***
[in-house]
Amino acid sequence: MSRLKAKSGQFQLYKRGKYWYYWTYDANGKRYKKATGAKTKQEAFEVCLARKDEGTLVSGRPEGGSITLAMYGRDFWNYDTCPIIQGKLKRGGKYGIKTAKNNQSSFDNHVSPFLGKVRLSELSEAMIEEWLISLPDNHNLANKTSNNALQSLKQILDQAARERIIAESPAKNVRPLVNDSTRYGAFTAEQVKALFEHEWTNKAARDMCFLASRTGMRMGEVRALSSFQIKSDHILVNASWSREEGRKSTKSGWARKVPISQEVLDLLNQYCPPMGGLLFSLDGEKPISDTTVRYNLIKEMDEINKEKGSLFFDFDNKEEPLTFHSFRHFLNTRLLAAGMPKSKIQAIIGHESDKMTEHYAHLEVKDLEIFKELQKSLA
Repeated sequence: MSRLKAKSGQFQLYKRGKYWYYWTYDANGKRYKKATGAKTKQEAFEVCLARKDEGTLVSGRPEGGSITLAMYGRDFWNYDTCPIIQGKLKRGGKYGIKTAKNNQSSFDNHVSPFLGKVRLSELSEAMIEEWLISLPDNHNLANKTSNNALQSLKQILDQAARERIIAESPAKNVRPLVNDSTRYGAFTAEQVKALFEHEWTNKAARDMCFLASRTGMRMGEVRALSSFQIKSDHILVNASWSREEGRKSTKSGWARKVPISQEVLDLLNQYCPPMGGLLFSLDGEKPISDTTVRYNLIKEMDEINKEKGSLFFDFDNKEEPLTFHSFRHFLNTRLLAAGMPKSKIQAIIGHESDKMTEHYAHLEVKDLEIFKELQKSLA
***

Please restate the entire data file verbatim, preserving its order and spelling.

[in-house]
Amino acid sequence: MSRLKAKSGQFQLYKRGKYWYYWTYDANGKRYKKATGAKTKQEAFEVCLARKDEGTLVSGRPEGGSITLAMYGRDFWNYDTCPIIQGKLKRGGKYGIKTAKNNQSSFDNHVSPFLGKVRLSELSEAMIEEWLISLPDNHNLANKTSNNALQSLKQILDQAARERIIAESPAKNVRPLVNDSTRYGAFTAEQVKALFEHEWTNKAARDMCFLASRTGMRMGEVRALSSFQIKSDHILVNASWSREEGRKSTKSGWARKVPISQEVLDLLNQYCPPMGGLLFSLDGEKPISDTTVRYNLIKEMDEINKEKGSLFFDFDNKEEPLTFHSFRHFLNTRLLAAGMPKSKIQAIIGHESDKMTEHYAHLEVKDLEIFKELQKSLA
Repeated sequence: MSRLKAKSGQFQLYKRGKYWYYWTYDANGKRYKKATGAKTKQEAFEVCLARKDEGTLVSGRPEGGSITLAMYGRDFWNYDTCPIIQGKLKRGGKYGIKTAKNNQSSFDNHVSPFLGKVRLSELSEAMIEEWLISLPDNHNLANKTSNNALQSLKQILDQAARERIIAESPAKNVRPLVNDSTRYGAFTAEQVKALFEHEWTNKAARDMCFLASRTGMRMGEVRALSSFQIKSDHILVNASWSREEGRKSTKSGWARKVPISQEVLDLLNQYCPPMGGLLFSLDGEKPISDTTVRYNLIKEMDEINKEKGSLFFDFDNKEEPLTFHSFRHFLNTRLLAAGMPKSKIQAIIGHESDKMTEHYAHLEVKDLEIFKELQKSLA